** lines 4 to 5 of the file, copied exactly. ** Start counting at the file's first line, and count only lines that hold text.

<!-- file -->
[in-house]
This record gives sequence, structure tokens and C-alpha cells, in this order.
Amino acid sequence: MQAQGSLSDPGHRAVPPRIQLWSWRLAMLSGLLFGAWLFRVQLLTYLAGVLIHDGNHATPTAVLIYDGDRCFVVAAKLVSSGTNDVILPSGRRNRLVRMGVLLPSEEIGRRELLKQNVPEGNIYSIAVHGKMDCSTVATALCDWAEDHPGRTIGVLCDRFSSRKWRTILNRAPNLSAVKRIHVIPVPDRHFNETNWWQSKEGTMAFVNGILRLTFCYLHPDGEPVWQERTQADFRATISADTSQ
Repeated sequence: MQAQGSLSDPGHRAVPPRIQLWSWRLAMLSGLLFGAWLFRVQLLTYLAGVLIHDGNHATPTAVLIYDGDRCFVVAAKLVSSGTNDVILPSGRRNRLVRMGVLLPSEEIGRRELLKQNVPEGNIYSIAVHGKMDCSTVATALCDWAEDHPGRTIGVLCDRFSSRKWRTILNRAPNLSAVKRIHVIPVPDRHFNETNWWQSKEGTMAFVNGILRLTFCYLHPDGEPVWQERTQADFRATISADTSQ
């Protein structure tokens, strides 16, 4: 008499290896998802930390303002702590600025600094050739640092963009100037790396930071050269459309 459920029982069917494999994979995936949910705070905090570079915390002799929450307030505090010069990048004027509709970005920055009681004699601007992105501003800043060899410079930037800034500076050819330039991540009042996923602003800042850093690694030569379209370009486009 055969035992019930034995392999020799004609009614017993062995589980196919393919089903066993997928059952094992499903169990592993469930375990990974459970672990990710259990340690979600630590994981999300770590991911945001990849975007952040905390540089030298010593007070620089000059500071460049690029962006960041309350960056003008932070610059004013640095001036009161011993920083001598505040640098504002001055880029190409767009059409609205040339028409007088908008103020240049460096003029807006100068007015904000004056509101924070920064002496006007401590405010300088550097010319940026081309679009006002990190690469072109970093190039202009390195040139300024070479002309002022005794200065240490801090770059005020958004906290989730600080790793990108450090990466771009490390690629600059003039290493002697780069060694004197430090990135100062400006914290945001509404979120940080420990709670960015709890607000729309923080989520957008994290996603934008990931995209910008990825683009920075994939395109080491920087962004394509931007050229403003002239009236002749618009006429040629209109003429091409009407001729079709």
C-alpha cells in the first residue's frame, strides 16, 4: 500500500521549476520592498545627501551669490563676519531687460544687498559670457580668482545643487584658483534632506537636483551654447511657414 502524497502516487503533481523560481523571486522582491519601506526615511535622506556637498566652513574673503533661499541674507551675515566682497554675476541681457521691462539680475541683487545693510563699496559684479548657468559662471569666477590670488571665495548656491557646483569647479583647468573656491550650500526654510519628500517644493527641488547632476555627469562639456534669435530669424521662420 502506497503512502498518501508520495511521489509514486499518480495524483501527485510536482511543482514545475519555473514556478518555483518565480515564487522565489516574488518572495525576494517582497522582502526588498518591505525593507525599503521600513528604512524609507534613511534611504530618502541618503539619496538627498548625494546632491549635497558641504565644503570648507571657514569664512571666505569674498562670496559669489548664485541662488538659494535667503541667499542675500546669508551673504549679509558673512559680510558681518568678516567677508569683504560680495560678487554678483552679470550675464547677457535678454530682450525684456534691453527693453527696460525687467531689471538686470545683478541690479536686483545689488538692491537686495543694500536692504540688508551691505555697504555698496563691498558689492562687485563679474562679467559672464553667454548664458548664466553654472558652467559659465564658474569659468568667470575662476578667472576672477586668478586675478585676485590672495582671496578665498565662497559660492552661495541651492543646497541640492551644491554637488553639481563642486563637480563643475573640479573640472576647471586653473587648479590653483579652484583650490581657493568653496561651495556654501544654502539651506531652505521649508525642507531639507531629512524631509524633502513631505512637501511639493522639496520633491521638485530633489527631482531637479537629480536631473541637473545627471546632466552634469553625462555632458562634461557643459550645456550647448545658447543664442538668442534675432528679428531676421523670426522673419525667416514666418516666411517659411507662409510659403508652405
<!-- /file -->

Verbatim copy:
Repeated sequence: MQAQGSLSDPGHRAVPPRIQLWSWRLAMLSGLLFGAWLFRVQLLTYLAGVLIHDGNHATPTAVLIYDGDRCFVVAAKLVSSGTNDVILPSGRRNRLVRMGVLLPSEEIGRRELLKQNVPEGNIYSIAVHGKMDCSTVATALCDWAEDHPGRTIGVLCDRFSSRKWRTILNRAPNLSAVKRIHVIPVPDRHFNETNWWQSKEGTMAFVNGILRLTFCYLHPDGEPVWQERTQADFRATISADTSQ
């Protein structure tokens, strides 16, 4: 008499290896998802930390303002702590600025600094050739640092963009100037790396930071050269459309 459920029982069917494999994979995936949910705070905090570079915390002799929450307030505090010069990048004027509709970005920055009681004699601007992105501003800043060899410079930037800034500076050819330039991540009042996923602003800042850093690694030569379209370009486009 055969035992019930034995392999020799004609009614017993062995589980196919393919089903066993997928059952094992499903169990592993469930375990990974459970672990990710259990340690979600630590994981999300770590991911945001990849975007952040905390540089030298010593007070620089000059500071460049690029962006960041309350960056003008932070610059004013640095001036009161011993920083001598505040640098504002001055880029190409767009059409609205040339028409007088908008103020240049460096003029807006100068007015904000004056509101924070920064002496006007401590405010300088550097010319940026081309679009006002990190690469072109970093190039202009390195040139300024070479002309002022005794200065240490801090770059005020958004906290989730600080790793990108450090990466771009490390690629600059003039290493002697780069060694004197430090990135100062400006914290945001509404979120940080420990709670960015709890607000729309923080989520957008994290996603934008990931995209910008990825683009920075994939395109080491920087962004394509931007050229403003002239009236002749618009006429040629209109003429091409009407001729079709």